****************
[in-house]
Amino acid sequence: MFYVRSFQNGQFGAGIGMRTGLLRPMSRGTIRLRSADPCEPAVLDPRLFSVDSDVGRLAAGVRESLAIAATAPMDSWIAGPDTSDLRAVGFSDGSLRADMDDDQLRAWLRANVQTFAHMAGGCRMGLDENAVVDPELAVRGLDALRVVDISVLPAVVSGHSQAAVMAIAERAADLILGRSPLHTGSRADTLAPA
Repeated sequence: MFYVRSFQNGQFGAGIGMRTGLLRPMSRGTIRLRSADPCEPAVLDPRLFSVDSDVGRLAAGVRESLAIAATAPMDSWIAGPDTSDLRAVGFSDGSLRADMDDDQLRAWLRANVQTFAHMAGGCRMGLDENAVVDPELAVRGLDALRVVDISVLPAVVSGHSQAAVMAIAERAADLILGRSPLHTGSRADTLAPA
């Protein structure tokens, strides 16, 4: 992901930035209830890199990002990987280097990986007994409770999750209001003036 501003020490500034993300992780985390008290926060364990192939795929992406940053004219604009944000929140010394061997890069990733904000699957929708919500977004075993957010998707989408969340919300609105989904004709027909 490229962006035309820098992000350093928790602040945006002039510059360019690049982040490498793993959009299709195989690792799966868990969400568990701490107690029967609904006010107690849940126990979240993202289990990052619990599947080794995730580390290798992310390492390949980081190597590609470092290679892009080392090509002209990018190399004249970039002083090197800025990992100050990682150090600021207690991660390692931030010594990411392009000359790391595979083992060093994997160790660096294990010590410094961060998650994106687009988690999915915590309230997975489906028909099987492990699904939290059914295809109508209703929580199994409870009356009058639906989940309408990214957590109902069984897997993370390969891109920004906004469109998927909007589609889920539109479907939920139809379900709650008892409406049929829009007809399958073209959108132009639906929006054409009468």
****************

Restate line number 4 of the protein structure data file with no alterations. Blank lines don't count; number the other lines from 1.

């Protein structure tokens, strides 16, 4: 992901930035209830890199990002990987280097990986007994409770999750209001003036 501003020490500034993300992780985390008290926060364990192939795929992406940053004219604009944000929140010394061997890069990733904000699957929708919500977004075993957010998707989408969340919300609105989904004709027909 490229962006035309820098992000350093928790602040945006002039510059360019690049982040490498793993959009299709195989690792799966868990969400568990701490107690029967609904006010107690849940126990979240993202289990990052619990599947080794995730580390290798992310390492390949980081190597590609470092290679892009080392090509002209990018190399004249970039002083090197800025990992100050990682150090600021207690991660390692931030010594990411392009000359790391595979083992060093994997160790660096294990010590410094961060998650994106687009988690999915915590309230997975489906028909099987492990699904939290059914295809109508209703929580199994409870009356009058639906989940309408990214957590109902069984897997993370390969891109920004906004469109998927909007589609889920539109479907939920139809379900709650008892409406049929829009007809399958073209959108132009639906929006054409009468």